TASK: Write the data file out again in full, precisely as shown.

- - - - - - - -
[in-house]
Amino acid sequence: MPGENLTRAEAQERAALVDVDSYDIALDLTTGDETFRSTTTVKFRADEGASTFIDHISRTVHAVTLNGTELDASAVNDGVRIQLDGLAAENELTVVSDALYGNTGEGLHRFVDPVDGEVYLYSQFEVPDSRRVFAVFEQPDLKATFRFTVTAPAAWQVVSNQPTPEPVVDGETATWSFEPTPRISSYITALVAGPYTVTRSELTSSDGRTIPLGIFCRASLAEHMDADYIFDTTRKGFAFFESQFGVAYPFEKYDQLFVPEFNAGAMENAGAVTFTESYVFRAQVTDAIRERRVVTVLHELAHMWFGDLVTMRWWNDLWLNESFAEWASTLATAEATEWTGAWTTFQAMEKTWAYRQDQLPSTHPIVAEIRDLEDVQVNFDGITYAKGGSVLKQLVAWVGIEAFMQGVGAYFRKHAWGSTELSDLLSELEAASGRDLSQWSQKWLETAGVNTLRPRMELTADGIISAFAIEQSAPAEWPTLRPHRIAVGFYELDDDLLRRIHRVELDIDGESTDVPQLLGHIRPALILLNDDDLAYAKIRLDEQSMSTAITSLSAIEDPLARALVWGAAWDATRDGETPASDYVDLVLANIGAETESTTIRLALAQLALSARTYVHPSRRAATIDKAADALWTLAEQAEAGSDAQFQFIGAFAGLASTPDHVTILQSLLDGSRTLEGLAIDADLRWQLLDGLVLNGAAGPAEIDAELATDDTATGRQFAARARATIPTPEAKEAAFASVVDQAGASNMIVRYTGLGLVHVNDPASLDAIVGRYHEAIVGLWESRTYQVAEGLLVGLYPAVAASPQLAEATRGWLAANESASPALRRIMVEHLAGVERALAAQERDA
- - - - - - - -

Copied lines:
[in-house]
Amino acid sequence: MPGENLTRAEAQERAALVDVDSYDIALDLTTGDETFRSTTTVKFRADEGASTFIDHISRTVHAVTLNGTELDASAVNDGVRIQLDGLAAENELTVVSDALYGNTGEGLHRFVDPVDGEVYLYSQFEVPDSRRVFAVFEQPDLKATFRFTVTAPAAWQVVSNQPTPEPVVDGETATWSFEPTPRISSYITALVAGPYTVTRSELTSSDGRTIPLGIFCRASLAEHMDADYIFDTTRKGFAFFESQFGVAYPFEKYDQLFVPEFNAGAMENAGAVTFTESYVFRAQVTDAIRERRVVTVLHELAHMWFGDLVTMRWWNDLWLNESFAEWASTLATAEATEWTGAWTTFQAMEKTWAYRQDQLPSTHPIVAEIRDLEDVQVNFDGITYAKGGSVLKQLVAWVGIEAFMQGVGAYFRKHAWGSTELSDLLSELEAASGRDLSQWSQKWLETAGVNTLRPRMELTADGIISAFAIEQSAPAEWPTLRPHRIAVGFYELDDDLLRRIHRVELDIDGESTDVPQLLGHIRPALILLNDDDLAYAKIRLDEQSMSTAITSLSAIEDPLARALVWGAAWDATRDGETPASDYVDLVLANIGAETESTTIRLALAQLALSARTYVHPSRRAATIDKAADALWTLAEQAEAGSDAQFQFIGAFAGLASTPDHVTILQSLLDGSRTLEGLAIDADLRWQLLDGLVLNGAAGPAEIDAELATDDTATGRQFAARARATIPTPEAKEAAFASVVDQAGASNMIVRYTGLGLVHVNDPASLDAIVGRYHEAIVGLWESRTYQVAEGLLVGLYPAVAASPQLAEATRGWLAANESASPALRRIMVEHLAGVERALAAQERDA